The Courage of Sarah Noble, Alice Dalgliesh (1952)
Not being from Connecticut, I’d never heard of this book until 2021… about 40 years later than would have been the ideal target age for it. And I don’t really know if Sarah Noble is very well known outside of western Connecticut – more specifically New Milford.
New Milford: Home to the Sarah Noble Intermediate School with its statue of Sarah Noble in the library rotunda. Heck, the New Milford Historical Society has a whole thing with Sarah Noble. Perhaps all you native Connecticutians all know Sarah? Regardless, I now know Sarah.
Sarah Noble was, according to the author, a real little girl. Alice Dalgiesh, who had a rather impressive career in children’s literature, wrote, “This is a true story, though I have had to imagine many of the details. Sarah Noble was a real little girl who came, in 1707, to cook for her father while he built the first house in New Milford.”
I would guess the native Schaghticoke might argue who built the first house in New Milford, but we’ll gloss over that bit. Sarah’s father John had purchased a plot of land from the town’s earliest white settlers, more of whom were from Milford. The Nobles were from Westfield, MA and as such, had a long journey to reach their new home.
Dalgiesh notes that this story could have taken place anywhere in early 18th century colonial America. And having taken place then, and written in 1954, the story itself is has raised a few hackles among the woke. But I think some of that is misplaced to be honest. Real Sarah Noble stayed in New Milford, married there, and taught in what was probably the town’s first school. Dalgiesh notes that she remained friends with the natives she met when she first arrived.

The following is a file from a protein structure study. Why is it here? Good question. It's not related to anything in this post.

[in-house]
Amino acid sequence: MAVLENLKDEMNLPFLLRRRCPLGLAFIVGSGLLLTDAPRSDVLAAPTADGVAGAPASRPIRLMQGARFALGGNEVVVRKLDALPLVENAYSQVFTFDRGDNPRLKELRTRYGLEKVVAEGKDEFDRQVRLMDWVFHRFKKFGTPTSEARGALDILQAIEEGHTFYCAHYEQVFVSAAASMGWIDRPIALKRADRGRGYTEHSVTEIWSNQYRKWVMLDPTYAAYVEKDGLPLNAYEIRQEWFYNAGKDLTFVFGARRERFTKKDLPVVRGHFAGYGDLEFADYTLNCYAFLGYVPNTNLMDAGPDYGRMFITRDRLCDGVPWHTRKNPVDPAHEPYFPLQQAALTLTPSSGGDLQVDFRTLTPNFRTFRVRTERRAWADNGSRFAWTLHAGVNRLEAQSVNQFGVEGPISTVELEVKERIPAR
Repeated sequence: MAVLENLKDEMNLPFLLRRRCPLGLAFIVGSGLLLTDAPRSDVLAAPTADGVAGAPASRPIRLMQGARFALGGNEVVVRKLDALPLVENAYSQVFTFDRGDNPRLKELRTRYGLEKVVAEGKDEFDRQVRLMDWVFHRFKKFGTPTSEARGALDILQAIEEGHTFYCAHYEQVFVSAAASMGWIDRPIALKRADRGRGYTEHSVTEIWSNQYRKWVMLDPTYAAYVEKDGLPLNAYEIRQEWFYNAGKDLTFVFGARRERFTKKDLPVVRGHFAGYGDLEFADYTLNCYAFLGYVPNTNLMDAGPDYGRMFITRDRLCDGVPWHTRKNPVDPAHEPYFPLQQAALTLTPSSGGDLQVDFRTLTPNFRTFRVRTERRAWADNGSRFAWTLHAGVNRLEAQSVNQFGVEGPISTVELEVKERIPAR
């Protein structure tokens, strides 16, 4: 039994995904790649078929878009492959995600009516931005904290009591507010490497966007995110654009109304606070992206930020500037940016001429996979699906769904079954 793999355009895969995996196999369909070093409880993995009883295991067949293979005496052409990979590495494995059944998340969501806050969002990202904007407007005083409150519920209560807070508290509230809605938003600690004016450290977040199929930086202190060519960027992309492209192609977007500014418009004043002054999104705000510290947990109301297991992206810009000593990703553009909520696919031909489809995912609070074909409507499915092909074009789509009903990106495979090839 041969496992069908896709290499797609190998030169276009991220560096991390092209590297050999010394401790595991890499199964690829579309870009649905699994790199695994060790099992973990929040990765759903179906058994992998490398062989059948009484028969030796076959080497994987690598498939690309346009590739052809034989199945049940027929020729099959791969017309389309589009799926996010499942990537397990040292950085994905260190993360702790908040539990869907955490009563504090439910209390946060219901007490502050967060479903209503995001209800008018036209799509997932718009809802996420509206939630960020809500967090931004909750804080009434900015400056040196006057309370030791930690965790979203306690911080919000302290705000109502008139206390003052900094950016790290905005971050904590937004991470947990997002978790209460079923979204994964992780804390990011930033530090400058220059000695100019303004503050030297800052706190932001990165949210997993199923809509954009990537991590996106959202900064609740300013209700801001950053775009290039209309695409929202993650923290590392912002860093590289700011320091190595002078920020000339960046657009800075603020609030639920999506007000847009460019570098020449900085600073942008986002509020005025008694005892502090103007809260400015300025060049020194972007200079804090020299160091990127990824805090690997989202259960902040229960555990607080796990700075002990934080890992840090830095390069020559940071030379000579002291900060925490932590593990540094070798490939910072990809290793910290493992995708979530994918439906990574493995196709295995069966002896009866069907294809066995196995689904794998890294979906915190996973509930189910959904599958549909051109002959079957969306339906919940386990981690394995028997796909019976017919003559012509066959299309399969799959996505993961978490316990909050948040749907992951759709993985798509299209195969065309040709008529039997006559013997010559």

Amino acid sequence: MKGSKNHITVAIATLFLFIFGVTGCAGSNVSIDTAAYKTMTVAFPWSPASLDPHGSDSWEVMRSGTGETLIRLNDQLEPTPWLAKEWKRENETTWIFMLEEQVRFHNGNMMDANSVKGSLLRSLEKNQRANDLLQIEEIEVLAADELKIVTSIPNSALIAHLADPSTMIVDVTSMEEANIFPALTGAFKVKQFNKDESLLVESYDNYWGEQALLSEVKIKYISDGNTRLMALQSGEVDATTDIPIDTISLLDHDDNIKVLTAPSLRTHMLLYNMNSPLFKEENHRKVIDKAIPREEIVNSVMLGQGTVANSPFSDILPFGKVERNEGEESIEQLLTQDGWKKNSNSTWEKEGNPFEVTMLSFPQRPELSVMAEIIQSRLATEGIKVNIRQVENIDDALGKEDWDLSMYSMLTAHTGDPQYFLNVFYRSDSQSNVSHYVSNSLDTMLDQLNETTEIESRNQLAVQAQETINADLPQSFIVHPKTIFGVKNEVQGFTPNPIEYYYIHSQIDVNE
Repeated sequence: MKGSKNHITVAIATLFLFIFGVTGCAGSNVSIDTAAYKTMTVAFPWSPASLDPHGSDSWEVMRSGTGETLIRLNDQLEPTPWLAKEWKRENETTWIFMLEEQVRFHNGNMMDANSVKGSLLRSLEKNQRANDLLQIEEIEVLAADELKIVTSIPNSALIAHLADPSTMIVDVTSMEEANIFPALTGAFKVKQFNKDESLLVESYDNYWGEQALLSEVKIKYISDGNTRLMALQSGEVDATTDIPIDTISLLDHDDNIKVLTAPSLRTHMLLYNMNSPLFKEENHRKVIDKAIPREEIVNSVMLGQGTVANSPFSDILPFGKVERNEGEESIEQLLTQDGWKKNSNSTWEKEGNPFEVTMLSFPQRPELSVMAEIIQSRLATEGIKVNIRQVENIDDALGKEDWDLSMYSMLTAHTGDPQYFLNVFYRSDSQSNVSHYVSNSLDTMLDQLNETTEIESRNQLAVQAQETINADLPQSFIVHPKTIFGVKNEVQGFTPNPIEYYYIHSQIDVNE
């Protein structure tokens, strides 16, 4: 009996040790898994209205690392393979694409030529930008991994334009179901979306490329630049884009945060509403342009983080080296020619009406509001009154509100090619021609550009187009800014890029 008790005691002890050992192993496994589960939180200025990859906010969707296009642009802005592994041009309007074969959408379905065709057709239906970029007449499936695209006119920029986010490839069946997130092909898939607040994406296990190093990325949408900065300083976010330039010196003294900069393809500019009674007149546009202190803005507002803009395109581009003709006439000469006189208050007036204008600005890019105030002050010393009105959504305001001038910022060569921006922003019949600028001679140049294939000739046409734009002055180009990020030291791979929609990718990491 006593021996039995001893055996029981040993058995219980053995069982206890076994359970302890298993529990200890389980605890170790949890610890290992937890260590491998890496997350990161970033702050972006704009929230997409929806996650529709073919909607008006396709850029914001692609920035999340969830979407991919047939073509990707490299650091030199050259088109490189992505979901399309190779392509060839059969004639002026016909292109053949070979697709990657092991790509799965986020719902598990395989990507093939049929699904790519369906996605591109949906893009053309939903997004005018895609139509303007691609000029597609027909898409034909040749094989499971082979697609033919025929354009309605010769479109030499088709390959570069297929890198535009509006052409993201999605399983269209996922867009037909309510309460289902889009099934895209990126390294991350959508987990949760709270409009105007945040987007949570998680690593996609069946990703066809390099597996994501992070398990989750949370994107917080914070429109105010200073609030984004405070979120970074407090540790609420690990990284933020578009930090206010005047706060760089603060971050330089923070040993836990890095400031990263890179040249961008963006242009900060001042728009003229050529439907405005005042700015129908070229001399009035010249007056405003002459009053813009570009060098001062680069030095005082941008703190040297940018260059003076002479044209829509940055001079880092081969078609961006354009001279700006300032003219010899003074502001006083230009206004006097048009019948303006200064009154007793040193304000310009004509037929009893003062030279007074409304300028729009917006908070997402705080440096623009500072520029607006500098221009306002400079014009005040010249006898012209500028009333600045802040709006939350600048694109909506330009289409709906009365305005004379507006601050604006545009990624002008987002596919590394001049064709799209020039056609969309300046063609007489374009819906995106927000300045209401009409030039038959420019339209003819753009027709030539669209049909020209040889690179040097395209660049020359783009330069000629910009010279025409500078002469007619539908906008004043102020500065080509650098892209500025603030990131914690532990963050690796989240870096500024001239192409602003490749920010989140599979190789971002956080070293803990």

The story itself is short and straightforward. John and Sarah travel over a few weeks to New Milford. Sarah musters the “courage” her mother primed her with anytime she became frightened along the way. They stay one night was a cranky white lady and her jerky kids. The kids fill Sarah’s head with tales about the terrifying “Indians” who will undoubtedly kill them.
The Nobles reach their plot and set to work. In short order, Sarah meets a gaggle of nearly naked little kids, maintains her courage, and winds up befriending them despite the language barrier. How does she make friends? By reading bible stories of course. Bible stories in English that the kids can’t understand.
Yeah. I’m sure they enjoyed that. Sarah and John are kind to the locals and the book doesn’t denigrate them in any way. However, this bit reads as ridiculous to me in 2021. And knowing that Sarah went on to be a teacher and friend to the Schaghticokes, I sort of infer she Christianized them. And yeah, that’s the woke problem.
Father John leaves Sarah alone to live with a kind Schaghticoke family to go back to Massachusetts to bring the rest of the family to the newly built homestead. Sarah learns many things and adopts many of the native ways during this time. She learns that moccasins and loose-fitting clothes are more comfortable than her Puritanical dresses and such. Good for her.
Until her mother and siblings arrive and she’s meant to feel guilty and primitive for her new clothes and has to change into her old impractical dress. Oh well, she tried.
The Courage of Sarah Noble was (is?) used in schools for decades. It’s a very straightforward and simple story of friendship and acceptance – or as much as one could handle in 1954 America. Sarah and John are cool with native people, culture, and customs. They respect the Schaghticokes and gain knowledge and assistance from them. So in the end, I think the book is fine and since it’s apparently very important to New Milford, I’m team Sarah Noble.